Unfortunately, Riis didn’t know much about photography, and had to hire a couple of amateur photographers to see how flash powder worked, she said.
“They started out by surprising the tenants after midnight to get candid photos,” Titus said.
He and his team would barge into the living quarters, light the powder and take the photo when the powder exploded, she said.
“He did all this without permission, and while it wasn’t the most considerate way to document these people’s lives, it was very effective,” Titus said. “But as time went on, Jacob changed his approach and would take the time before he took photographs to get his subjects names, stories and permission to take the photos.”
After his photographers quit, he learned how to take the photos himself.
“The photographs were originally published with his articles, but then he started thinking of a more effective way to use the photographs and tell his stories,” Titus said “So he started giving lectures, using lantern slides, that were basically his photos on glass.”
Riis toured the country giving presentations, which are much like modern-day PowerPoints, and used the slides to highlight his lectures. He also wrote a series of books that were compilations of his articles.
“One of his most famous books was ‘How the Other Half Lives,’ which revealed the plight of the impoverished residents of New York,” Titus said.
Through his lectures, many books, and even his friendship with President Theodore Roosevelt, Riis was able to raise awareness and help with housing reform, public education and the Playground Movement, which set up areas of play for children who lived in crowded tenement neighborhoods, according to Titus.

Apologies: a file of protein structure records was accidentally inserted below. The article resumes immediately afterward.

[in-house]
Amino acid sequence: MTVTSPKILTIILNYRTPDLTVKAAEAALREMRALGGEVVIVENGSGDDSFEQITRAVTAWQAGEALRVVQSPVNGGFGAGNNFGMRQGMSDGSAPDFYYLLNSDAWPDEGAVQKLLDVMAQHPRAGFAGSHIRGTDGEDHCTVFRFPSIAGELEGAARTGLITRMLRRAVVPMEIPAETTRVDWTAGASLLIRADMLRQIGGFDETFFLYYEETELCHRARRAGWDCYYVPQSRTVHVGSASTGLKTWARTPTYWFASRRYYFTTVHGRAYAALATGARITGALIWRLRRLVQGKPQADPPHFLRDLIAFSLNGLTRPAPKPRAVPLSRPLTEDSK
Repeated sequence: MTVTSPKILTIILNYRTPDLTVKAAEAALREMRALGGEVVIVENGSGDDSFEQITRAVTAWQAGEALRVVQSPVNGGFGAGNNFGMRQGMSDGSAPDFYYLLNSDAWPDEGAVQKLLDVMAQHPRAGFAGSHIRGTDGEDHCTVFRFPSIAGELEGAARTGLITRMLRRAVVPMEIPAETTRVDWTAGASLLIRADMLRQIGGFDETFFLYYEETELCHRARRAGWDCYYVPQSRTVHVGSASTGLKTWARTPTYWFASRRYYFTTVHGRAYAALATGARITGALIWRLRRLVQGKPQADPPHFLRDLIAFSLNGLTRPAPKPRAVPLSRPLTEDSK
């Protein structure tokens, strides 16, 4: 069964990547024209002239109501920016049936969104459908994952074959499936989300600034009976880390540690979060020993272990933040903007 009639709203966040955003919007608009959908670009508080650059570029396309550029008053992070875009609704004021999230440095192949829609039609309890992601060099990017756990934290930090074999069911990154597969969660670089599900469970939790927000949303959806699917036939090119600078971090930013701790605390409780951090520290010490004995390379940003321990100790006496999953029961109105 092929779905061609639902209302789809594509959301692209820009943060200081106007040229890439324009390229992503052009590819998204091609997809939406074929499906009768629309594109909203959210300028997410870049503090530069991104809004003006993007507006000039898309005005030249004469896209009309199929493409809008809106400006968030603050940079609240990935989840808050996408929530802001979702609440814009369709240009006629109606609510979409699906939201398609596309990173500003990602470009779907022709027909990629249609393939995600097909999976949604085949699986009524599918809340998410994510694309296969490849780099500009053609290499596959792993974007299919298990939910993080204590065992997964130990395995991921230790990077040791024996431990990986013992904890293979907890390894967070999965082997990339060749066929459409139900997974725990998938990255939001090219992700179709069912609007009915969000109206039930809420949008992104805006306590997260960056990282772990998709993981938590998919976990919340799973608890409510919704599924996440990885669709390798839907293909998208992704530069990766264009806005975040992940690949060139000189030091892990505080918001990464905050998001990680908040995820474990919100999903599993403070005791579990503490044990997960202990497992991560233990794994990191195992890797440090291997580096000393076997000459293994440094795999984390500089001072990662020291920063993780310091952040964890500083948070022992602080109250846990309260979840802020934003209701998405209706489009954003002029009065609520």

The exhibit, which is named after the book, features photographs from the Museum of the City of New York, and documents and archives from the Library of Congress, she said.
“It combines these elements to tell the fuller story of Jacob’s life,” Titus said. “Visitors can see his photographs and photographs of himself, diary entries and reproductions.”
The exhibit also includes a video reproduction of one of Riis’ lectures.
“People can actually get a feel of what it was like to experience one of his presentations,” Titus said.
Speaking of lectures, in conjunction with the exhibit, the Park City Museum will present a virtual lecture called “From Jacob Riis to StoryCorps: The Documentary Impulse in America,” given by Matthew Basso at 5 p.m. on Thursday, Dec. 10.
Registration for the lecture is available by visiting parkcityhistory.org/event/jacob-riis-zoom-lecture-given-by-matthew-basso.
Basso, an associate professor of history and gender studies at the University of Utah, will trace the “documentary impulse” concept that is strongly associated in the U.S. with Riis through the modern day, Titus said.
The lecture will ask what the purpose of documenting people’s lives is and how the answer has changed documentary practice.
“I think Jacob A. Riis was an incredible human being,” Titus said. “I love his stories, and I’m excited that we have this exhibit.”